In this context, it was considered important that the two-cycle study system should be modified to include the doctoral level as the third cycle. It also stressed the social dimension of the Bologna Process, involving access to studies for students from socially disadvantaged groups and removing obstacles to student and staff mobility. Another issue addressed was the need to create databases in order to efficiently monitor progress made in the areas of mobility, social dimension and employability, as well as to provide a basis for stocktaking and benchmarking including classification and ranking of institutions of higher education.
The report reveals that the European systems of higher education have transformed as set out in the principles of the Bologna Process.
In view of the fact that some countries still do not recognise the degree of bachelor as a professional qualification, it is suggested that further action should be taken to transform the traditional system towards a system based on learning outcomes. Furthermore, the systems of quality assurance still require greater involvement on the part of students, academic staff and employers. It is worth noting that despite the development of the European Quality Assurance Register, many countries still do not allow their higher education institutions to be evaluated by agencies from outside their country.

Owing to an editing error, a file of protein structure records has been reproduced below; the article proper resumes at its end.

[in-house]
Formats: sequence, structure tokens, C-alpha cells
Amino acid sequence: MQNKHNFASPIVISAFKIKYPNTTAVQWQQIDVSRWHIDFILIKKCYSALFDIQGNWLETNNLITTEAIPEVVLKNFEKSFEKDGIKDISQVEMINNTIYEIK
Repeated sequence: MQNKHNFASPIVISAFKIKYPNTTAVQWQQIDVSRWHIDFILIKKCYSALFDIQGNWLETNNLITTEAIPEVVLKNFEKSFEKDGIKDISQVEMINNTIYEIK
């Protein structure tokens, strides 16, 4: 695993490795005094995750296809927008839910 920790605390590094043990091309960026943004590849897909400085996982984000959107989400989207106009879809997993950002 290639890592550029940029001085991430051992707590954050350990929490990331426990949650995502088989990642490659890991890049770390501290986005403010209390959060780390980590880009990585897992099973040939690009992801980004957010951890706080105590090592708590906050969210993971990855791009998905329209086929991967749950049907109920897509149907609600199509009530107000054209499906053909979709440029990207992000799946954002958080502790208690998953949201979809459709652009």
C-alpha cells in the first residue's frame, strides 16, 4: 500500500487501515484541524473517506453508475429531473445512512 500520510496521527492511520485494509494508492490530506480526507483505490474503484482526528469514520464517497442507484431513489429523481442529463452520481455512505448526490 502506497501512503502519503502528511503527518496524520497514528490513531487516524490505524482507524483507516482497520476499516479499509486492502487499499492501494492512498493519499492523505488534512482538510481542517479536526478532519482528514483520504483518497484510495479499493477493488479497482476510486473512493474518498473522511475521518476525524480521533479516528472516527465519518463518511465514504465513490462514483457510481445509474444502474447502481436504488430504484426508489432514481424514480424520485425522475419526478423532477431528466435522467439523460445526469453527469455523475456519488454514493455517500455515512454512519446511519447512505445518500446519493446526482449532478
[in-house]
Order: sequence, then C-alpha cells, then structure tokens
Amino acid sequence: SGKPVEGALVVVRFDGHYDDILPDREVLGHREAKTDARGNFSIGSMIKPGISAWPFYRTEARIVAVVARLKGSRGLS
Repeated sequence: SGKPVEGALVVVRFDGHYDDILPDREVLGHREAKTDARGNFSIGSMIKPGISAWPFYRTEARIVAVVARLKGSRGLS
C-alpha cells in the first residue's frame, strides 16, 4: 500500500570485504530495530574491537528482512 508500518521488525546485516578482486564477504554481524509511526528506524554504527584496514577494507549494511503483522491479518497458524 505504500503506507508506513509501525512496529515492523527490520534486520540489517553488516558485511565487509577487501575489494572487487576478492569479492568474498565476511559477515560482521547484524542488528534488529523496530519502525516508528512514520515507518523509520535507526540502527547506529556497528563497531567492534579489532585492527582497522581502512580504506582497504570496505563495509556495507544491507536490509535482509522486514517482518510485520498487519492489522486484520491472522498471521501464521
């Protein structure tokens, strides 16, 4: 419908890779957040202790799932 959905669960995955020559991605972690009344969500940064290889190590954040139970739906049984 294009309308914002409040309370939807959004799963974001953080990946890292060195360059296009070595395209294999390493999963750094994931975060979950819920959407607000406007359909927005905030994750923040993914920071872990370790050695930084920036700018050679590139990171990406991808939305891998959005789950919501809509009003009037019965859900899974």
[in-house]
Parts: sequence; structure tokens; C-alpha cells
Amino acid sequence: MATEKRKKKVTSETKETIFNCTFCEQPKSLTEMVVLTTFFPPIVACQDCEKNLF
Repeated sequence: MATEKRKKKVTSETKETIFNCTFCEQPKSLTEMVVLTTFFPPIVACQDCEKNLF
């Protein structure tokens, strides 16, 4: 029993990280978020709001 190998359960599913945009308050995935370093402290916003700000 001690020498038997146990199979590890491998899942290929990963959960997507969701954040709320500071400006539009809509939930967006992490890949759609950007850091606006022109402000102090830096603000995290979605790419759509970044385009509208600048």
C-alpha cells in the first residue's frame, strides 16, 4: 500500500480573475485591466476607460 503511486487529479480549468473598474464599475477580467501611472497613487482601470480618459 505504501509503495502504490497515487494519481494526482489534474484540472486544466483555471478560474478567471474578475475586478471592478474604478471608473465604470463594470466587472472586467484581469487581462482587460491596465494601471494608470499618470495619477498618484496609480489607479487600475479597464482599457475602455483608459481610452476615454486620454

Another point of evaluation of the Bologna Process considers the implementation of lifelong learning. Although most countries have recognized this idea as one of their priorities and modified their study offer accordingly, the level of implementation is considerably different, owing to such factors as the level of financing available for the purpose. However, the evaluation of the current figures is not yet possible at this stage.
They include such elements as the introduction of flexible learning pathways, learning in the work environment and recognition of non-formal education and informal learning, which are a part of the European Qualifications Framework for Lifelong Learning EQF-LLL , mostly related to the field of vocational training. Another strategic task is to adjust the educational sector to the needs of the labour market.
A significant number of countries have not yet taken all the steps to modernize their system of vocational training in accordance with the new guidelines. In Poland, work on the development of validation schemes is at a preparatory stage. Although current legal regulations already give higher education institutions an opportunity to recognise learning outcomes achieved outside of formal education, this practice has been limited to only few isolated cases.
According to some specialists, the role of the European Commission has grown so considerably that the Bologna Process has become subordinated to the Lisbon Strategy, particularly to the measures adopted to ensure economic growth and increasing employment. Marciniak ed. Ever since the Bologna Declaration, there has been an increasing interest of other countries in the process, resulting in an expanding impact of the initiative.